Health Ministry gears up to declare Nepal malaria-free country by 2022Imported malaria cases, lack of trained human resource at the local level and climate change pose a challenge in meeting the target.
The Epidemiology and Disease Control Division has been working to declare the country malaria-free from next year. To that effect and for the country to earn malaria-free status, indigenous cases or local transmission of the disease should be brought down to zero, according to the World Health Organisation.
"We would declare the country malaria-free in phases and start province wise. We hope to complete the process in 2022," said Dr Prakash Prasad Shah, section chief at non-transmitted diseases and vector-borne disease control section of the division. "We have already started the preparations for the same."
The division conducted planning meetings in all seven provinces in which focal persons of the concerned agencies took part. Chief and deputy chief of local federal units were also invited to these planning meetings, as responsibilities to run the programmes lie with the local level in the federal set-up.
According to Shah, the division will start its malaria-free drive in provinces 1, 3 and 4 in the year 2020. In 2021, provinces 2, 5 and 6 will be declared free of malaria and province 7 in 2022. National vector control experts will report to the division before declaring zero local transmission.
"We will call international experts for final verification after we complete the process of declaring the country free of malaria and if we are able to sustain the same status for three years," said Shah. "If they confirm our claim, we will apply for WHO's certification.” To achieve certification from the World Health Organisation as a malaria-free country, Nepal will have to uphold its malaria-free status or zero transmission for the next three consecutive years.
Certification of malaria elimination is the official recognition by the UN health agency about a country's malaria-free status.
Malaria is caused by Plasmodium parasites. Infected female Anopheles called ‘malaria vectors’ carry these deadly parasites, according to the UN health agency. Nepal has committed to eliminating malaria by 2025 to achieve its Sustainable Development Goal target.
Public health experts and vector control specialists, however, express doubt over the ambitious plan of the Health Ministry to declare the country free of the deadly disease by 2022.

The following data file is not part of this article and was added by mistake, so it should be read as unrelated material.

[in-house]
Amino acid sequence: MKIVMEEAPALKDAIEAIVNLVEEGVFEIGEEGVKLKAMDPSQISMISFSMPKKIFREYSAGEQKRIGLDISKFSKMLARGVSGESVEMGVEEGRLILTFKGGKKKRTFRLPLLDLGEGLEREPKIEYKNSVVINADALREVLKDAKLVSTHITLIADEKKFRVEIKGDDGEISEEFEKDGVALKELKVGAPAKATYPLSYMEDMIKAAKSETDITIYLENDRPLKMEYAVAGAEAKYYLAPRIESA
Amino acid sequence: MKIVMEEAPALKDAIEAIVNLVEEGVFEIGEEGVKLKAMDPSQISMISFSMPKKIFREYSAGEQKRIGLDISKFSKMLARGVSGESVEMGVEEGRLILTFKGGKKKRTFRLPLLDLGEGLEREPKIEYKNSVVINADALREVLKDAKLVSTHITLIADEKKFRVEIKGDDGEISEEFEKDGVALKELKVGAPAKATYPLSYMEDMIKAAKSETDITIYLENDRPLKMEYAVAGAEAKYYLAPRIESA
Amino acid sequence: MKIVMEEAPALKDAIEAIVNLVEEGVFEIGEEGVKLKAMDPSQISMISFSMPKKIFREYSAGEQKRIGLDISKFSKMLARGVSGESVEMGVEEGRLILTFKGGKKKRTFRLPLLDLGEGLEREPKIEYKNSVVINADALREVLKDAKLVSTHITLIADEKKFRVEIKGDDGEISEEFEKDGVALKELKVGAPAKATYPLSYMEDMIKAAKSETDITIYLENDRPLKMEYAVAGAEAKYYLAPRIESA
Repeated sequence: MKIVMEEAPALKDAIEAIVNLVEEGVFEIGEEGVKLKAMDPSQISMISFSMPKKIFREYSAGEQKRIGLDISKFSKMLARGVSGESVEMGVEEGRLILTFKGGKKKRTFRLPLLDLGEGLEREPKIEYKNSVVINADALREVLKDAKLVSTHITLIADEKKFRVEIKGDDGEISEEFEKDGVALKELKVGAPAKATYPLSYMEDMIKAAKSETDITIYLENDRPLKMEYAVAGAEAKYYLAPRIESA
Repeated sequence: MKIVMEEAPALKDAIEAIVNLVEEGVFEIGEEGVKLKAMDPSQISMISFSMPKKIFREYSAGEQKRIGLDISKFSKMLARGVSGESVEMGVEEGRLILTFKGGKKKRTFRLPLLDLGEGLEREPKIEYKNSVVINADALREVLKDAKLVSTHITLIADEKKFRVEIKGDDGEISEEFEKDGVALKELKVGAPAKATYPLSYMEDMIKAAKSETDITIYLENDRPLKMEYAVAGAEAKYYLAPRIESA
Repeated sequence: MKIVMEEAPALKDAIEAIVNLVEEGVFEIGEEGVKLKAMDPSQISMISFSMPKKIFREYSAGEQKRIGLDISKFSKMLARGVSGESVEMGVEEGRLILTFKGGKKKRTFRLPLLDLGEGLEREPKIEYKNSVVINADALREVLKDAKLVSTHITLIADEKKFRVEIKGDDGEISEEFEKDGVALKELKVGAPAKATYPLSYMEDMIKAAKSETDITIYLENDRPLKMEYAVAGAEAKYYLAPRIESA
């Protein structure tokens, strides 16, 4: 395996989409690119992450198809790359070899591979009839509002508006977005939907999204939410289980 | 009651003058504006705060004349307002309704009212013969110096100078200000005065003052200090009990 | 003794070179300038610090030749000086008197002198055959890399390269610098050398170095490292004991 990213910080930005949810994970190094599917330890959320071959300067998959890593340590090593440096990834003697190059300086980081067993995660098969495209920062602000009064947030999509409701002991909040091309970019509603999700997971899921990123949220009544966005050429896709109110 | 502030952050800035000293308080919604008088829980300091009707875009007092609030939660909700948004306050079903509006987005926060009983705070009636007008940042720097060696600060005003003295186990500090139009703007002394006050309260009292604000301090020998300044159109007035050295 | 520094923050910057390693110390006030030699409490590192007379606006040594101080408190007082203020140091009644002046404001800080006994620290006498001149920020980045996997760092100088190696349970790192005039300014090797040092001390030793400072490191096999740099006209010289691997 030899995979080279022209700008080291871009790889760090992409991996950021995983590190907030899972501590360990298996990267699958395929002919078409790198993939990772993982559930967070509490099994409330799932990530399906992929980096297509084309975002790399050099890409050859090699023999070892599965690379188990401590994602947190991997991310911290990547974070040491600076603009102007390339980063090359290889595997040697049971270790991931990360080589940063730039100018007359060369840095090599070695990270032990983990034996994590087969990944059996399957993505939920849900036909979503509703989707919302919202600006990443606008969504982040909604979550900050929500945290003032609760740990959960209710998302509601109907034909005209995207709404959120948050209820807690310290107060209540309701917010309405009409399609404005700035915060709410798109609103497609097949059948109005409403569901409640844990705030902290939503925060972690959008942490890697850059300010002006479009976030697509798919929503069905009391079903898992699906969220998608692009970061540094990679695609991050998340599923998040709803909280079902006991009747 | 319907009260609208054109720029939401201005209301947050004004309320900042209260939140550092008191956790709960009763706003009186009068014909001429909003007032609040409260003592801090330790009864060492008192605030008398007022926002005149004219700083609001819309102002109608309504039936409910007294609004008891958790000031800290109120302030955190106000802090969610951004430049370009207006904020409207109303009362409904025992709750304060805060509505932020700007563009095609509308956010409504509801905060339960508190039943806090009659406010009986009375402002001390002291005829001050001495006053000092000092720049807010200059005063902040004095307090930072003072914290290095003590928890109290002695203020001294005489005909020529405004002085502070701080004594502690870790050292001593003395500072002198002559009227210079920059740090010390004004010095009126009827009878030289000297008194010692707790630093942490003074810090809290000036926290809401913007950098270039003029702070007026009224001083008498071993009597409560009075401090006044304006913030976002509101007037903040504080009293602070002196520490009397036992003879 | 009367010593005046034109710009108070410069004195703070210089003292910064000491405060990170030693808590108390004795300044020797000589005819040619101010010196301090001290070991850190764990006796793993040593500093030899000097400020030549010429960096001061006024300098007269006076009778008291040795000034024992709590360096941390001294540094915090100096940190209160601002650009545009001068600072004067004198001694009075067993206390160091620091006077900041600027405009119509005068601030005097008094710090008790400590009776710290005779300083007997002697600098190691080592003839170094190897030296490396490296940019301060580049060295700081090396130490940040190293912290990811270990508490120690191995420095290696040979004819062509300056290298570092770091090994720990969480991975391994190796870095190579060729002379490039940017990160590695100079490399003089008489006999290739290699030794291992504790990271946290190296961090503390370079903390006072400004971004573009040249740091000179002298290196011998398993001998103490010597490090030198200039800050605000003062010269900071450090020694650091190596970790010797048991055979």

According to experts, imported malaria cases (about two-thirds of total cases), lack of trained human resource at the local level and rising global temperatures are some of the major hindrances in achieving the target.
In 2018, at least 229 people were infected with malaria in Mugu district, the highest number of cases in an area considered non-endemic in the past. The same year, 85 people of Bajura district were found infected with malaria, as per the number of reported cases, making it the third most malaria-affected district.
Mugu and Bajura were among the 10 mountain districts that were not considered endemic of vector-borne diseases. Due to rising temperatures, local transmission of malaria has become normal in those areas.
Most of the local governments, which are responsible for carrying out surveillance and response drives, lack trained human resources and budget.
"How can we expect effective and continuous surveillance and intervention measures from the local level, which lacks experts and resources and sufficient budget," said Dr Baburam Marasini, a public health expert. "Vector surveillance should also be continued in areas considered less risky."
The World Health Organisation says that malaria epidemics can occur when climate and other conditions favour transmission in areas where people have little or no immunity to malaria.
Marasini suggested setting up health screening facilities at border check posts and at the international airport to keep foreign malaria cases from spreading.